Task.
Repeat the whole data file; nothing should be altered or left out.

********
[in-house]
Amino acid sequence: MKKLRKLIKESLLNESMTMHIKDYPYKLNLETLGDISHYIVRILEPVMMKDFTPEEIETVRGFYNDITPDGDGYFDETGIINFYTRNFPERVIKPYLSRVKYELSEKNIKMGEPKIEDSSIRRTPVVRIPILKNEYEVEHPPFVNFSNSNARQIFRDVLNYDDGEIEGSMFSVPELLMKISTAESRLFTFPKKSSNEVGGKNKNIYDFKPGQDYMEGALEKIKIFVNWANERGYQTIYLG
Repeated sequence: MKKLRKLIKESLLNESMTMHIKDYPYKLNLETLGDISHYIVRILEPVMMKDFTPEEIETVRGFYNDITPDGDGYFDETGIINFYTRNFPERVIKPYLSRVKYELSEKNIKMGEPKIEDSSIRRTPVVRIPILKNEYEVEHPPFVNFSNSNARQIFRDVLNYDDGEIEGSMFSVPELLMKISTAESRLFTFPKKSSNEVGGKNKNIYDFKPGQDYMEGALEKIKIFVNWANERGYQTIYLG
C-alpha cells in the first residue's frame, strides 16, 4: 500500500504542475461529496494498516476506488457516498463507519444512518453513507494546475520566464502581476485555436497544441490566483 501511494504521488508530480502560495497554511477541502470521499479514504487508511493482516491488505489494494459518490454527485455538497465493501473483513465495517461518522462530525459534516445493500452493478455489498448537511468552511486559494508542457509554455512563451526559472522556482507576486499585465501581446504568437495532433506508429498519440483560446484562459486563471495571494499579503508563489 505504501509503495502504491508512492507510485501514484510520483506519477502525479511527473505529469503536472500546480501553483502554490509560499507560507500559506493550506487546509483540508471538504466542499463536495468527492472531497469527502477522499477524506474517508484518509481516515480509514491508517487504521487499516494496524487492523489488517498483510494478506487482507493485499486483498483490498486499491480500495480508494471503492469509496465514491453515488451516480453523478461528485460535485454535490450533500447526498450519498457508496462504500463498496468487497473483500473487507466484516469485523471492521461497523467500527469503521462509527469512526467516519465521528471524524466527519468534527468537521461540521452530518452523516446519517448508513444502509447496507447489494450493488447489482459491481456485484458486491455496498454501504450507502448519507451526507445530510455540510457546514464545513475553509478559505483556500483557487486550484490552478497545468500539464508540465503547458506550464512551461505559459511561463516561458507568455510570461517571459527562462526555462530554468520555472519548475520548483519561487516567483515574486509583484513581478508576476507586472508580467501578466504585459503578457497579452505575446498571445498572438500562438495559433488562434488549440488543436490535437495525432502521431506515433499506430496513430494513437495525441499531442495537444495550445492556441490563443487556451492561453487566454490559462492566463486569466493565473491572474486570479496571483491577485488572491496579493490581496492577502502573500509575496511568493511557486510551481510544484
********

[in-house]
Amino acid sequence: MKKLRKLIKESLLNESMTMHIKDYPYKLNLETLGDISHYIVRILEPVMMKDFTPEEIETVRGFYNDITPDGDGYFDETGIINFYTRNFPERVIKPYLSRVKYELSEKNIKMGEPKIEDSSIRRTPVVRIPILKNEYEVEHPPFVNFSNSNARQIFRDVLNYDDGEIEGSMFSVPELLMKISTAESRLFTFPKKSSNEVGGKNKNIYDFKPGQDYMEGALEKIKIFVNWANERGYQTIYLG
Repeated sequence: MKKLRKLIKESLLNESMTMHIKDYPYKLNLETLGDISHYIVRILEPVMMKDFTPEEIETVRGFYNDITPDGDGYFDETGIINFYTRNFPERVIKPYLSRVKYELSEKNIKMGEPKIEDSSIRRTPVVRIPILKNEYEVEHPPFVNFSNSNARQIFRDVLNYDDGEIEGSMFSVPELLMKISTAESRLFTFPKKSSNEVGGKNKNIYDFKPGQDYMEGALEKIKIFVNWANERGYQTIYLG
C-alpha cells in the first residue's frame, strides 16, 4: 500500500504542475461529496494498516476506488457516498463507519444512518453513507494546475520566464502581476485555436497544441490566483 501511494504521488508530480502560495497554511477541502470521499479514504487508511493482516491488505489494494459518490454527485455538497465493501473483513465495517461518522462530525459534516445493500452493478455489498448537511468552511486559494508542457509554455512563451526559472522556482507576486499585465501581446504568437495532433506508429498519440483560446484562459486563471495571494499579503508563489 505504501509503495502504491508512492507510485501514484510520483506519477502525479511527473505529469503536472500546480501553483502554490509560499507560507500559506493550506487546509483540508471538504466542499463536495468527492472531497469527502477522499477524506474517508484518509481516515480509514491508517487504521487499516494496524487492523489488517498483510494478506487482507493485499486483498483490498486499491480500495480508494471503492469509496465514491453515488451516480453523478461528485460535485454535490450533500447526498450519498457508496462504500463498496468487497473483500473487507466484516469485523471492521461497523467500527469503521462509527469512526467516519465521528471524524466527519468534527468537521461540521452530518452523516446519517448508513444502509447496507447489494450493488447489482459491481456485484458486491455496498454501504450507502448519507451526507445530510455540510457546514464545513475553509478559505483556500483557487486550484490552478497545468500539464508540465503547458506550464512551461505559459511561463516561458507568455510570461517571459527562462526555462530554468520555472519548475520548483519561487516567483515574486509583484513581478508576476507586472508580467501578466504585459503578457497579452505575446498571445498572438500562438495559433488562434488549440488543436490535437495525432502521431506515433499506430496513430494513437495525441499531442495537444495550445492556441490563443487556451492561453487566454490559462492566463486569466493565473491572474486570479496571483491577485488572491496579493490581496492577502502573500509575496511568493511557486510551481510544484